It has removed all mortgages over 60 per cent loan to value from sale, with the exception of product transfers and further advances.
The temporary changes only apply to intermediary lending and also affect the BM Solutions and Scottish Widows brands. Product transfers, further advances and direct to lender applications will continue as normal.
The bank said the outbreak of Covid-19 has had a direct impact on its processing resources, in an email to its intermediaries.
This has led it to withdraw new mortgage and remortgage products across its residential range for borrowers with a deposit of less than 40 per cent.
In the email, Halifax said it wanted to continue to focus on its existing customers and support them with payment holidays to keep their breathing space on their mortgage payments.
It said the withdrawal of products was a temporary measure and it would update brokers regularly.
Lloyds Banking Group revealed it had already offered 70,000 households a mortgage payment holiday of up to three months.
It also said it would extend all mortgage offers by three months.
Mike Jones, managing director of intermediaries and specialist brands, said: “These are unprecedented times, so we need to constantly review the support we are offering to our customers.
“Being there for them when they need us is our priority and these temporary changes will enable us to focus on supporting our existing and pipeline customers in the short term.”
Other lenders hit
Family Building Society and Barclays have also withdrawn all mortgage products over 60 per cent LTV
Barclays said it had been forced to close two of its international underwriting sites over the weekend, leading it to temporarily withdraw its entire portfolio buy-to-let (BTL) range and limit application volumes.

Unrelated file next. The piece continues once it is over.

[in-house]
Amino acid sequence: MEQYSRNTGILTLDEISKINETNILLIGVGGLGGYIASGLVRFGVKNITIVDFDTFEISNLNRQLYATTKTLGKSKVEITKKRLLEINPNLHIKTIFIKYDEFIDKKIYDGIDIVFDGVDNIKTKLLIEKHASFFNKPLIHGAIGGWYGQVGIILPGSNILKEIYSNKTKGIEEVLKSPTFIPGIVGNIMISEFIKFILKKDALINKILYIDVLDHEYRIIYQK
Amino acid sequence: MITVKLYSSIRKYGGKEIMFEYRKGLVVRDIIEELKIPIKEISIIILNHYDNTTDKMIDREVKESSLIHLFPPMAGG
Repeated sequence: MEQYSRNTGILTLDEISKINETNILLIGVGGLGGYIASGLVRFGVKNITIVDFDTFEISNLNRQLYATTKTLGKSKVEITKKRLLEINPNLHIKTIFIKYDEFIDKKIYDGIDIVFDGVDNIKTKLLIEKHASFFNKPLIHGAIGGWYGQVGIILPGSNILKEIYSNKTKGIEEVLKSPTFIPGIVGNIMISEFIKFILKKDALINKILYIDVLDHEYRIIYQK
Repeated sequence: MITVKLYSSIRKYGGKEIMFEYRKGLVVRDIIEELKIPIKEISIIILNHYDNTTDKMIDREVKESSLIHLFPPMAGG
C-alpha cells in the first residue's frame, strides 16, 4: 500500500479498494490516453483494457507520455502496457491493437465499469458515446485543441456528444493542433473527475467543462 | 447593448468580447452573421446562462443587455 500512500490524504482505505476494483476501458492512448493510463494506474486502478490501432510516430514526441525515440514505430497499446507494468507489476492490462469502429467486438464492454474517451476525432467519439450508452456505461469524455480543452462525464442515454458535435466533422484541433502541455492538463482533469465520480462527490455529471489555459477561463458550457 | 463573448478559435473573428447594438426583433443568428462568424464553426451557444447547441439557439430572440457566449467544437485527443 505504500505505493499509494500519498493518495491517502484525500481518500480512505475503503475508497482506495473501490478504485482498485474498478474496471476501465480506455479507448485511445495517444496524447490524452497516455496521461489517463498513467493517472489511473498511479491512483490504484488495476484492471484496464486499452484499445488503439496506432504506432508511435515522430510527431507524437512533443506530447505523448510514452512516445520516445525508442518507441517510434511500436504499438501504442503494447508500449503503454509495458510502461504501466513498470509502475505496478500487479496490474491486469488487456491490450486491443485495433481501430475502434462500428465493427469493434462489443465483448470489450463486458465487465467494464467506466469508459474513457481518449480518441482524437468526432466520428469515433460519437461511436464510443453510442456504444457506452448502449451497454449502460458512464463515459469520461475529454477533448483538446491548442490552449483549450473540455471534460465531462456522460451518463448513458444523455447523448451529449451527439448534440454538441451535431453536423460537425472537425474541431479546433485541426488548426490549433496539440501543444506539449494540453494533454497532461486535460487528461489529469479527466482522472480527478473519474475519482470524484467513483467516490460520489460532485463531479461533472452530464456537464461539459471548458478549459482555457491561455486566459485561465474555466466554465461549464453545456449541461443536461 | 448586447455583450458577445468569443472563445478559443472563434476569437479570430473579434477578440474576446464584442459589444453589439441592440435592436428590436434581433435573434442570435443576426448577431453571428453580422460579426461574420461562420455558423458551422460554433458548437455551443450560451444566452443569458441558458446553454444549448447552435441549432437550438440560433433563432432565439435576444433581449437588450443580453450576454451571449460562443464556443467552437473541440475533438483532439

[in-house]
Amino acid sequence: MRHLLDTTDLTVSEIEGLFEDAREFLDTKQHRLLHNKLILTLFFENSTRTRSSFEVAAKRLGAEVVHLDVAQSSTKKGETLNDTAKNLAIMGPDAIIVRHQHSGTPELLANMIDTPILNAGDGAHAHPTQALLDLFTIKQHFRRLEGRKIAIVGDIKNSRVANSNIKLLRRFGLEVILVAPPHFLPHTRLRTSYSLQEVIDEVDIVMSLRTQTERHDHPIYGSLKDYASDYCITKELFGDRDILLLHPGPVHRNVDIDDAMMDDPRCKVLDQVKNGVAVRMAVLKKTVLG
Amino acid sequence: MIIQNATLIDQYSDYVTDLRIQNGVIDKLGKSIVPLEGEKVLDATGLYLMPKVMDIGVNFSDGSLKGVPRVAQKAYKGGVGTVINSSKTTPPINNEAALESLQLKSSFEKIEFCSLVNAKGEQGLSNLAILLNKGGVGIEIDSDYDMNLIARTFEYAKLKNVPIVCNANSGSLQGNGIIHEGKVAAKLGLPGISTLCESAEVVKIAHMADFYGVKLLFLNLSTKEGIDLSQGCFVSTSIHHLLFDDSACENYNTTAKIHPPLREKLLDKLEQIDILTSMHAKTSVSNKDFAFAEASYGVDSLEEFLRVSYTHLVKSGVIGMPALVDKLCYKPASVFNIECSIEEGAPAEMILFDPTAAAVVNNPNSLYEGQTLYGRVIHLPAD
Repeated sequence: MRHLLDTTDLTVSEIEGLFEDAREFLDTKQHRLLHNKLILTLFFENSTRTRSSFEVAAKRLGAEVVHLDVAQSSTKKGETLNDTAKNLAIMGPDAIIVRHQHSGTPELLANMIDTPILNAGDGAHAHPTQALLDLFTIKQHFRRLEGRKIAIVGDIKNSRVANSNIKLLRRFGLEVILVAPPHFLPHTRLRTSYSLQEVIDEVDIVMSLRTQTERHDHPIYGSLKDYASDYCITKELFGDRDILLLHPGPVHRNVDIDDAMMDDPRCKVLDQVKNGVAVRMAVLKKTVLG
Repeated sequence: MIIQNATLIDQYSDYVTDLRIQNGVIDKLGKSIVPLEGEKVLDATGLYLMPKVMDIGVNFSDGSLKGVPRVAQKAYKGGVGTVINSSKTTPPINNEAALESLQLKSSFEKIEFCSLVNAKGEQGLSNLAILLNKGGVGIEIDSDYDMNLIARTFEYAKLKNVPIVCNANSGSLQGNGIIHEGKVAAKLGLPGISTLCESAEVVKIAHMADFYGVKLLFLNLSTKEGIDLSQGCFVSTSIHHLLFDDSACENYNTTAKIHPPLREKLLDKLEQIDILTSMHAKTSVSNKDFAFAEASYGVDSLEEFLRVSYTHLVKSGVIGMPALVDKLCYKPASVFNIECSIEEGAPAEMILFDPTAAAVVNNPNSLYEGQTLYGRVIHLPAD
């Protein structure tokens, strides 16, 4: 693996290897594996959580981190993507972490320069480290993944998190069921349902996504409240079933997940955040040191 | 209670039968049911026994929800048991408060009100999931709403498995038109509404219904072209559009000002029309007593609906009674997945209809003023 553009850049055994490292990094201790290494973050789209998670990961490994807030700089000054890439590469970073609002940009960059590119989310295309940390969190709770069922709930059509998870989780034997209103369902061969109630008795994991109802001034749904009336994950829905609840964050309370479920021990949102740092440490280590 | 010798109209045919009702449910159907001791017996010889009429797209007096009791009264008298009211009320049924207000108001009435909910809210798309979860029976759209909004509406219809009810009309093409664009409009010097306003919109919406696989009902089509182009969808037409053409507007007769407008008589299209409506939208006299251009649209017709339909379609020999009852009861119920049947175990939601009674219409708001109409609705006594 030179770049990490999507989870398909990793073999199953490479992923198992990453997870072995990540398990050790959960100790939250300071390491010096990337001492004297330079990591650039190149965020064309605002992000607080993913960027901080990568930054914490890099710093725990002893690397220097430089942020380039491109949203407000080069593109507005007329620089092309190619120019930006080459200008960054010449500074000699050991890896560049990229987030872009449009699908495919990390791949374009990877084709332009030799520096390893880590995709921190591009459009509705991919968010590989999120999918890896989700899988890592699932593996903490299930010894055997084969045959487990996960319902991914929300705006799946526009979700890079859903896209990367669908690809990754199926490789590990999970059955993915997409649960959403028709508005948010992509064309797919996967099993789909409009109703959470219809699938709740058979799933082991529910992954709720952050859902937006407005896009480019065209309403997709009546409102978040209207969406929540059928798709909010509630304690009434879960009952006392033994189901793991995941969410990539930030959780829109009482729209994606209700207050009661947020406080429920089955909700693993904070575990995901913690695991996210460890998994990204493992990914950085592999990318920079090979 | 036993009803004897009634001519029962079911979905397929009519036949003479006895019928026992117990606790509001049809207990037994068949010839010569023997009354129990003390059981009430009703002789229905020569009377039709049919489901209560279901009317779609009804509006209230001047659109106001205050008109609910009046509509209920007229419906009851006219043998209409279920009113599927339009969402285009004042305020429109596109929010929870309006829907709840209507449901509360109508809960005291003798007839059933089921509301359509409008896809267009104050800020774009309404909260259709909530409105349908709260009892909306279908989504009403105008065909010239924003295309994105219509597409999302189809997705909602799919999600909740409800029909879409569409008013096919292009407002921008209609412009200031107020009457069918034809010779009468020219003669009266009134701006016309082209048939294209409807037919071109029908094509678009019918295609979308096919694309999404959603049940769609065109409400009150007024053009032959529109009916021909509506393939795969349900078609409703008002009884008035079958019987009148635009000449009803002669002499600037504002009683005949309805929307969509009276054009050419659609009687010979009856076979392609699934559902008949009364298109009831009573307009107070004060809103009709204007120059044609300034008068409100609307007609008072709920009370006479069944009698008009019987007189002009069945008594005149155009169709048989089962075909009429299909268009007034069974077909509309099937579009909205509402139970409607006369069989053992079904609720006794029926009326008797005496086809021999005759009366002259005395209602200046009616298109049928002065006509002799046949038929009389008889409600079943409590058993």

Specialist lenders Vida Homeloans and Together have stopped accepting applications for new business.
‘Wholesale risk recalibration’
Andrew Montlake, managing director of Coreco, said the decision reflected the wholesale recalibration of risk unfolding in the mortgage market.
“Not since the Credit Crunch have we seen lenders make such a flight to quality in limiting products to 60 per cent LTV and below,” he said.
“In these unprecedented times, lenders, like a significant percentage of the world’s population, are going into lockdown.
“The decision of the Halifax is part logistics, of course, but to stop lending above 60 per cent LTV shows the seriousness with which it is taking Covid-19.
He noted that with physical valuations on hold, for many lenders 60 per cent LTV is the level they engage automatic valuation models effectively from a risk perspective and process cases without too much human intervention.
Montlake continued: “The issue will be that many remortgage customers may be forced to either stay with their existing lender or revert to more expensive standard variable rates until this crisis is over.
“The hope is that the mortgage market rebounds as fast as it is deteriorating once we come out the other side of Covid-19.”